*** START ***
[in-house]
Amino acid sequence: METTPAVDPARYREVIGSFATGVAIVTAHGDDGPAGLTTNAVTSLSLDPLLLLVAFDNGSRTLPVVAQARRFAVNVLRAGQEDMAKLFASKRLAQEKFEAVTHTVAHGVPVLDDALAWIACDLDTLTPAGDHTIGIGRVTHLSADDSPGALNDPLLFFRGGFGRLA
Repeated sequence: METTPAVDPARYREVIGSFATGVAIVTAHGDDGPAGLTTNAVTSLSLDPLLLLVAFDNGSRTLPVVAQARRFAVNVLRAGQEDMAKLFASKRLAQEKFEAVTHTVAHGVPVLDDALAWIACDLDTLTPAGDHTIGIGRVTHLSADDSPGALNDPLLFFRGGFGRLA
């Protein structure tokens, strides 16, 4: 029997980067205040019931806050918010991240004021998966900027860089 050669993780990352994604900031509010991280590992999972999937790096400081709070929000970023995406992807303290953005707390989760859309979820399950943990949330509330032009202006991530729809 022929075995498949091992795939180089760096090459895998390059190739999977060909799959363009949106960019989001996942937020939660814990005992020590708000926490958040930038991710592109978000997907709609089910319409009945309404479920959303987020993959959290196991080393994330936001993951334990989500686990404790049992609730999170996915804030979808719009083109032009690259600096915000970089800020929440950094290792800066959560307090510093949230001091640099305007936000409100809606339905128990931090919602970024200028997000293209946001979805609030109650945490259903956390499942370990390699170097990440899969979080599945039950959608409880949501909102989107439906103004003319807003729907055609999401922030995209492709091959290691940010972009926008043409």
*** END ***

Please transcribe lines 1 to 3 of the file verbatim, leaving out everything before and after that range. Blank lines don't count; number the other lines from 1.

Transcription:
[in-house]
Amino acid sequence: METTPAVDPARYREVIGSFATGVAIVTAHGDDGPAGLTTNAVTSLSLDPLLLLVAFDNGSRTLPVVAQARRFAVNVLRAGQEDMAKLFASKRLAQEKFEAVTHTVAHGVPVLDDALAWIACDLDTLTPAGDHTIGIGRVTHLSADDSPGALNDPLLFFRGGFGRLA
Repeated sequence: METTPAVDPARYREVIGSFATGVAIVTAHGDDGPAGLTTNAVTSLSLDPLLLLVAFDNGSRTLPVVAQARRFAVNVLRAGQEDMAKLFASKRLAQEKFEAVTHTVAHGVPVLDDALAWIACDLDTLTPAGDHTIGIGRVTHLSADDSPGALNDPLLFFRGGFGRLA